Event Horizon: Collector's Edition (Blu-ray Review)

  • Reviewed by: Tim Salmons
  • Review Date: Apr 12, 2021
  • Format: Blu-ray Disc
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Event Horizon: Collector's Edition (Blu-ray Review)

Director

Paul W. S. Anderson

Release Date(s)

1997 (March 23, 2021)

Studio(s)

Paramount Pictures (Shout!/Scream Factory)
  • Film/Program Grade: B-
  • Video Grade: A-
  • Audio Grade: A
  • Extras Grade: C+

Event Horizon (Blu-ray Disc)

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Review

After the success of Mortal Kombat in 1995, Paul W. S. Anderson moved on to his next project, arguably one of his most interesting: Event Horizon. A sci-fi horror film that turned out to be an unexpected hit on home video, it fell short of its $60 million dollar budget at the box office. Even more of an Alien clone at the outset, the original script was re-written by Anderson to incorporate more mystery and suspense than monsters. The film’s most notorious ingredient is its sequences involving crew members in disturbing Hell-like scenarios, complete with extreme gore and nudity, which was cut down significantly before the theatrical release. Fans have waited patiently for the footage to be restored in a “Director’s Cut” version of the film, but sadly, much of it appears to be lost. As is, the sequences are still effective, even if characters and plot elements surrounding them are perfunctory. Anderson’s work after Resident Evil a few years later would become known more for its schlock value, but there’s still something tantalizingly nasty about this one.

In the future, the crew of the rescue ship Lewis and Clark have been summoned to investigate a distress signal coming from the Event Horizon, a ship that went missing years before. Said crew is made up of Lieutenant Starck (Joely Richardson), Doctor D.J. (Jason Isaacs), medical technician Peters (Kathleen Quinlan), chief engineer Ensign (Jack Noseworthy), rescue technician Cooper (Richard T. Jones), and the pilot Smitty (Sean Pertwee). The ship’s commander, Captain Miller (Laurence Fishburne), informs them that the Event Horizon is equipped with a gravity drive, which allows the ship to travel long distances faster via artificial black holes. Also joining the voyage is Dr. Weir (Sam Neill), who designed the drive. Upon their arrival, they discover that the Event Horizon’s crew have been mysteriously slaughtered. They begin to experience ghostly delusions, and it isn’t long before it becomes clear that they may be suffering the same fate as the crew of the Event Horizon, which seemed to fall prey to something horrible from another dimension.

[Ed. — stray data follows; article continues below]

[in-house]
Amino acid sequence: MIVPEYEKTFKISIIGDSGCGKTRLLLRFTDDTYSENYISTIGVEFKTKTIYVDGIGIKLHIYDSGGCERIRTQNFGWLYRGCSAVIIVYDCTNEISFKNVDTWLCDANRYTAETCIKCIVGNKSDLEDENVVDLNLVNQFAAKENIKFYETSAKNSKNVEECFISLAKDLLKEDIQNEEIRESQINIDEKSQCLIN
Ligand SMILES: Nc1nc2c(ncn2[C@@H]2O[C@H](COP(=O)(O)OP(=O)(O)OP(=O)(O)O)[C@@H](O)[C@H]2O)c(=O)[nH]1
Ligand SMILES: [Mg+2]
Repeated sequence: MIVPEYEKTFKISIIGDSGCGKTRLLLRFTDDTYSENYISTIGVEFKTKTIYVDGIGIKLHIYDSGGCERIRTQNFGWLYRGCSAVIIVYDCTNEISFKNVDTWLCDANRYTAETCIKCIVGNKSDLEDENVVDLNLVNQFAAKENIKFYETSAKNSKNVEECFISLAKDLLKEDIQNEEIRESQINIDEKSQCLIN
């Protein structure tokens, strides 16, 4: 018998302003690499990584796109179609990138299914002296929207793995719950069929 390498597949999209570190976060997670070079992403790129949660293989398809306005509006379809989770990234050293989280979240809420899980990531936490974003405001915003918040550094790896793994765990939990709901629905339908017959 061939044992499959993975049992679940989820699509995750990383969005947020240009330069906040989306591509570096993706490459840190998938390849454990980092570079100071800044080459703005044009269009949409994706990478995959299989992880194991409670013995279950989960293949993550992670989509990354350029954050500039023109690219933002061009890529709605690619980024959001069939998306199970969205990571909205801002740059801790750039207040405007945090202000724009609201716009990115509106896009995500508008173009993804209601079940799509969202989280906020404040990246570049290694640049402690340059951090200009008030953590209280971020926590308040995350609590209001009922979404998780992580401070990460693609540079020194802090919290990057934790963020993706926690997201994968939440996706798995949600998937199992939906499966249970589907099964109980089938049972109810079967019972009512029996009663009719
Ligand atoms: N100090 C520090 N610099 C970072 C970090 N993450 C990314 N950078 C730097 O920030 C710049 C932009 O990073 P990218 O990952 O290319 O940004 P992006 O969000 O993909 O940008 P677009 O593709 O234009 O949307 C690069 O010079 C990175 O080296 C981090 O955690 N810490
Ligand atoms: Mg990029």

Scream Factory brings Event Horizon to Blu-ray for a second time in a Collector’s Edition package with a new 4K scan of the original 35 mm camera negative. It’s an excellent upgrade over the previous 2008 Blu-ray release (which was subsequently re-released in 2013 with the same presentation). Higher levels of detail are present with deep, inky blacks and mostly solid grain levels. The late 1990s CGI doesn’t hold up at all, but is slightly more forgiving against starfields and darkened backgrounds. Saturation is rich with bold swatches of blue, green, and red, as well as natural skin tones. Contrast levels are ideal and everything appears stable and clean. It’s a slightly imperfect presentation because of the low grade computer effects baked into it, but the presentation of it here has been rendered with accuracy.

The audio is included in English 5.1 and 2.0 DTS-HD MA with optional subtitles in English SDH. Event Horizon can be a loud film at times, and these two audio options excel at delivering just that. Dialogue exchanges are clear and precise, but the real stars of the show are the score and sound effects, both of which are big and booming, rattling the room with impressive low end activity. It’s also an immersive track, complete with moments that whip around the room. Both tracks are highly effective, but the 5.1 is the cream of the crop.